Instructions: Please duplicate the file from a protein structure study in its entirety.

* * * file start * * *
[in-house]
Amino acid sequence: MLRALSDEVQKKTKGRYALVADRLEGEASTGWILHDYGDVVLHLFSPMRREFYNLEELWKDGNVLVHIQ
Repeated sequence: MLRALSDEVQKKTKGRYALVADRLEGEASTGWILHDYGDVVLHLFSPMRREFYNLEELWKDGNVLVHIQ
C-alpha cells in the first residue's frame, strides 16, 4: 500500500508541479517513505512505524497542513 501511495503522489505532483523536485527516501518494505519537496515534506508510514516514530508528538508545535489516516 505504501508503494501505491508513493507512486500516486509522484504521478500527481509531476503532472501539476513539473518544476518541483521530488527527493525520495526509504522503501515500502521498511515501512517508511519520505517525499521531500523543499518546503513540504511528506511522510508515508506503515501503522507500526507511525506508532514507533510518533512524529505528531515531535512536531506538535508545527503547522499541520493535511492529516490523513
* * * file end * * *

[in-house]
Amino acid sequence: MLRALSDEVQKKTKGRYALVADRLEGEASTGWILHDYGDVVLHLFSPMRREFYNLEELWKDGNVLVHIQ
Repeated sequence: MLRALSDEVQKKTKGRYALVADRLEGEASTGWILHDYGDVVLHLFSPMRREFYNLEELWKDGNVLVHIQ
C-alpha cells in the first residue's frame, strides 16, 4: 500500500508541479517513505512505524497542513 501511495503522489505532483523536485527516501518494505519537496515534506508510514516514530508528538508545535489516516 505504501508503494501505491508513493507512486500516486509522484504521478500527481509531476503532472501539476513539473518544476518541483521530488527527493525520495526509504522503501515500502521498511515501512517508511519520505517525499521531500523543499518546503513540504511528506511522510508515508506503515501503522507500526507511525506508532514507533510518533512524529505528531515531535512536531506538535508545527503547522499541520493535511492529516490523513